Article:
Region Focus

Fall 2005

Minds Matter

Early childhood education meets economic development
By Betty Joyce Nash

Evaluating Outcomes

Children in three early intervention programs in North Carolina, Illinois, and Michigan have been followed into adulthood. This has enabled researchers to evaluate the outcomes of these programs, and the results are generally positive. Studies of the federal Head Start program have found similar outcomes.

Early Intervention ProgramDescriptionAge of ParticipantsAchievement TestsOther Outcomes
Carolina Abecedarian Project (Chapel Hill, N.C.)Full-time, year-round preschool classes; assistance from home-school teacher for first three years of primary schooling6 weeks -
8 years
T>C at ages 8, 15, 21Employment Status: T=C at age 21
School Dropout Rate:
Child-Parent Center Program (Chicago, Ill.)Part-time preschool program and after-school activities, other services for school-age children3 years -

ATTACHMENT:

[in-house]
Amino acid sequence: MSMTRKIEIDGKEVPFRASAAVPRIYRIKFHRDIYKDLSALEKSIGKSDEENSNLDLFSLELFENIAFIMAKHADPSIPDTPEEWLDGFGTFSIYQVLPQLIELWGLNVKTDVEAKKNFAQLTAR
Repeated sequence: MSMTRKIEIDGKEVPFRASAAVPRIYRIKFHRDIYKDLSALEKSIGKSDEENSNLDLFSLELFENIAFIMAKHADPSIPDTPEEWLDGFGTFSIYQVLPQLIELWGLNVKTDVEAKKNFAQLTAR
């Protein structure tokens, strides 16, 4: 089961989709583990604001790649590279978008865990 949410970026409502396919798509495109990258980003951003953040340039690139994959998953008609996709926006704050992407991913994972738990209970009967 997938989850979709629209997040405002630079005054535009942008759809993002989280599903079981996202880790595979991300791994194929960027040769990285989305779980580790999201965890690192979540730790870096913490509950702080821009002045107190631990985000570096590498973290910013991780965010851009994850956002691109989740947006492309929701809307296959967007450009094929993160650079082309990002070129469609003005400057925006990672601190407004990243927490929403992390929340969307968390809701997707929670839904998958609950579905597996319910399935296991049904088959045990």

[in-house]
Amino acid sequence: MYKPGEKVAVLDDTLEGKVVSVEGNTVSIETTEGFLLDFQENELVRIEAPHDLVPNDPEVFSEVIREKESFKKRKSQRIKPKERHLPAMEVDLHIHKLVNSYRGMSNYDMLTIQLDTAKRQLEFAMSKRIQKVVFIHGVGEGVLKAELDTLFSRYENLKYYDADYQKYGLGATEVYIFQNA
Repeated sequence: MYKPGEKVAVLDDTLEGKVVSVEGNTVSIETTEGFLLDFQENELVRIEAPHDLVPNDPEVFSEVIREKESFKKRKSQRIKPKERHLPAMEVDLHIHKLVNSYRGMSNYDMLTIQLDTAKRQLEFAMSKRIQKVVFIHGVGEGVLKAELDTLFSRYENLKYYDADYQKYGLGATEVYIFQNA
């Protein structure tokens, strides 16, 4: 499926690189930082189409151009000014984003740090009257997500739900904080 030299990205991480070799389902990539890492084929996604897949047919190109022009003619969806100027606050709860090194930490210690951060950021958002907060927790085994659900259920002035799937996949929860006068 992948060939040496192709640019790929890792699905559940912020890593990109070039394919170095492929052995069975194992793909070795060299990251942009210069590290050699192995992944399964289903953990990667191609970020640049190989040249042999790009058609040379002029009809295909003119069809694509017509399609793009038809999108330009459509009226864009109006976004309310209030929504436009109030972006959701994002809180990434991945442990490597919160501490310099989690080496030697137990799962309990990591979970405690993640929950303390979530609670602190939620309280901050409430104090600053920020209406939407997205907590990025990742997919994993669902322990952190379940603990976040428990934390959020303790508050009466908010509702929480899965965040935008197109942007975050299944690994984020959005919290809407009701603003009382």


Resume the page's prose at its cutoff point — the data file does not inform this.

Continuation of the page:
9 years
T>C at grade 2, T=C at grade 8School Dropout Rate:
TDelinquency & Crime:
High/Scope Perry Preschool Project (Ypsilanti, Mich.)Home visits, intensive preschool programs3 years -
5 years
T>C at ages 9, 14Employment:
T>C age 19, T=C age 27
NOTE: "T" refers to treatment group and "C" refers to control or comparison group
SOURCE: Janet M. Currie, "Early Childhood Education Programs," Journal of Economic Perspectives, Spring 2001
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